Do you remember the movie “Good Will Hunting” – the 1997 film about an MIT janitor who’s actually a self taught mathematics genius? I can only recall a few scenes, but one that has stuck in my memory is a (seemingly alcohol fueled) bar-side diatribe by Matt Damon’s character explaining how a college education is outrageously overpriced considering access to all of the information in the world is available for free at the public library.
Back when I originally heard this argument, I severely doubted the feasibility of someone really being able to teach themselves anything of substance (much less advanced mathematics) by only using publicly available resources.
After this weekend, I no longer have that doubt.
Catching up on my TED talks yesterday, I stumbled upon Salmon Khan’s presentation on how to use video to reinvent education (http://bit.ly/m4fBzD). In his short presentation, Sal, an ex-hedge fund analyst, explains how he has published over 2,000 educational lessons (10-20 minutes long each) on YouTube covering topics from simple addition to advanced calculus and a variety of other educational topics. His not-for-profit company, appropriately called the Khan Academy (http://www.khanacademy.org/) aims to allow visitors to “Watch. Practice. Learn almost anything – for free”. It’s truly an incredible resource. I encourage you to at least take a look. I’ve gotten rather hooked on his lessons and this past weekend I’ve spent over 5 hours relearning level 4 long division, 4 digit multiplication, and elementary statistics.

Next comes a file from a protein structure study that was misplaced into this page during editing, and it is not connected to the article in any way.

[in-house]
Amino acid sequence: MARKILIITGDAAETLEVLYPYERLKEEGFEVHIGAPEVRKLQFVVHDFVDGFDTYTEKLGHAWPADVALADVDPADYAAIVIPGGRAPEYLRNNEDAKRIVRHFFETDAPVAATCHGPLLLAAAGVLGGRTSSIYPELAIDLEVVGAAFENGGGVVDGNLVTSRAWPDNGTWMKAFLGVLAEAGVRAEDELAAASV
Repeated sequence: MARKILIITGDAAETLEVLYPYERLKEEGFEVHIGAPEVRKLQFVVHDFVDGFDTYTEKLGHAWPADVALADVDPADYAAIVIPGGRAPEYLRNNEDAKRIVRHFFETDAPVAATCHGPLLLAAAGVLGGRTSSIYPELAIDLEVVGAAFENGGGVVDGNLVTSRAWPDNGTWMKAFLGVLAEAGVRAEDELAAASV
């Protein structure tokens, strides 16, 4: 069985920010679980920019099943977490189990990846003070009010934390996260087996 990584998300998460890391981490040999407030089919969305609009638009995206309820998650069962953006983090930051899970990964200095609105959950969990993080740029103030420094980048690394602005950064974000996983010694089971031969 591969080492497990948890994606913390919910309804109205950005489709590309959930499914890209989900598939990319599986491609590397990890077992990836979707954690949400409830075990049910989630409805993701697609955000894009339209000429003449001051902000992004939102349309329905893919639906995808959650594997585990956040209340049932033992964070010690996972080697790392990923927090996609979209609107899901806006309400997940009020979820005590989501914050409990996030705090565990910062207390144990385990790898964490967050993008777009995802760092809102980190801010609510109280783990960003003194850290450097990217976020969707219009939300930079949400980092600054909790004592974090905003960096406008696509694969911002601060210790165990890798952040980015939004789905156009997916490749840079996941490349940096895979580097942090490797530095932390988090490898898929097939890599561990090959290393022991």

Just seeing Khan’s model makes you wonder about the future of education. Why pay hundreds of thousands of dollars for private school and college when you can learn from the very best teachers online for free (another free educational resource is Michael Sandel’s Harvard Justice Course, which I’ve mentioned several times before – http://bit.ly/lyfQAi)?
I suspect that in as little as 15 years, modern education could look very different. Just as the Wikipedia project has made encyclopedic information free and publicly available, I believe that a similar project will come along for teachers to make the very best lessons and classes available for free to everyone in the world.